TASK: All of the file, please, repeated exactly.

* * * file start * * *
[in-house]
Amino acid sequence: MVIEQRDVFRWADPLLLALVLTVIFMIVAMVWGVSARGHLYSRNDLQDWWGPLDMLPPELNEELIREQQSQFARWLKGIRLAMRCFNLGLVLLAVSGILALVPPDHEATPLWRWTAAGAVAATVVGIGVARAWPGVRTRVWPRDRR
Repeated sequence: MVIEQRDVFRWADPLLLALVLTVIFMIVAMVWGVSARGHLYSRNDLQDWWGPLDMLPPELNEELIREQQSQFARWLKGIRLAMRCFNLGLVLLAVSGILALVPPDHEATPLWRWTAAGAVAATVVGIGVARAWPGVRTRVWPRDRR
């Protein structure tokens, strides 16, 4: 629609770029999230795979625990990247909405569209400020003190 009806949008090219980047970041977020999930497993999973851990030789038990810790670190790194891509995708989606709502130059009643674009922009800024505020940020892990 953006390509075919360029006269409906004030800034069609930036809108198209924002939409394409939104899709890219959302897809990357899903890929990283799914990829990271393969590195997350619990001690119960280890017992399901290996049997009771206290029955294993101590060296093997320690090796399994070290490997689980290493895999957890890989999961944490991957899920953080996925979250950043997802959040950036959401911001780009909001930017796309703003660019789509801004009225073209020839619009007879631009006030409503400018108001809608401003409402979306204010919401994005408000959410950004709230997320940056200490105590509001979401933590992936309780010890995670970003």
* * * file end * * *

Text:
[in-house]
Amino acid sequence: MVIEQRDVFRWADPLLLALVLTVIFMIVAMVWGVSARGHLYSRNDLQDWWGPLDMLPPELNEELIREQQSQFARWLKGIRLAMRCFNLGLVLLAVSGILALVPPDHEATPLWRWTAAGAVAATVVGIGVARAWPGVRTRVWPRDRR
Repeated sequence: MVIEQRDVFRWADPLLLALVLTVIFMIVAMVWGVSARGHLYSRNDLQDWWGPLDMLPPELNEELIREQQSQFARWLKGIRLAMRCFNLGLVLLAVSGILALVPPDHEATPLWRWTAAGAVAATVVGIGVARAWPGVRTRVWPRDRR
């Protein structure tokens, strides 16, 4: 629609770029999230795979625990990247909405569209400020003190 009806949008090219980047970041977020999930497993999973851990030789038990810790670190790194891509995708989606709502130059009643674009922009800024505020940020892990 953006390509075919360029006269409906004030800034069609930036809108198209924002939409394409939104899709890219959302897809990357899903890929990283799914990829990271393969590195997350619990001690119960280890017992399901290996049997009771206290029955294993101590060296093997320690090796399994070290490997689980290493895999957890890989999961944490991957899920953080996925979250950043997802959040950036959401911001780009909001930017796309703003660019789509801004009225073209020839619009007879631009006030409503400018108001809608401003409402979306204010919401994005408000959410950004709230997320940056200490105590509001979401933590992936309780010890995670970003």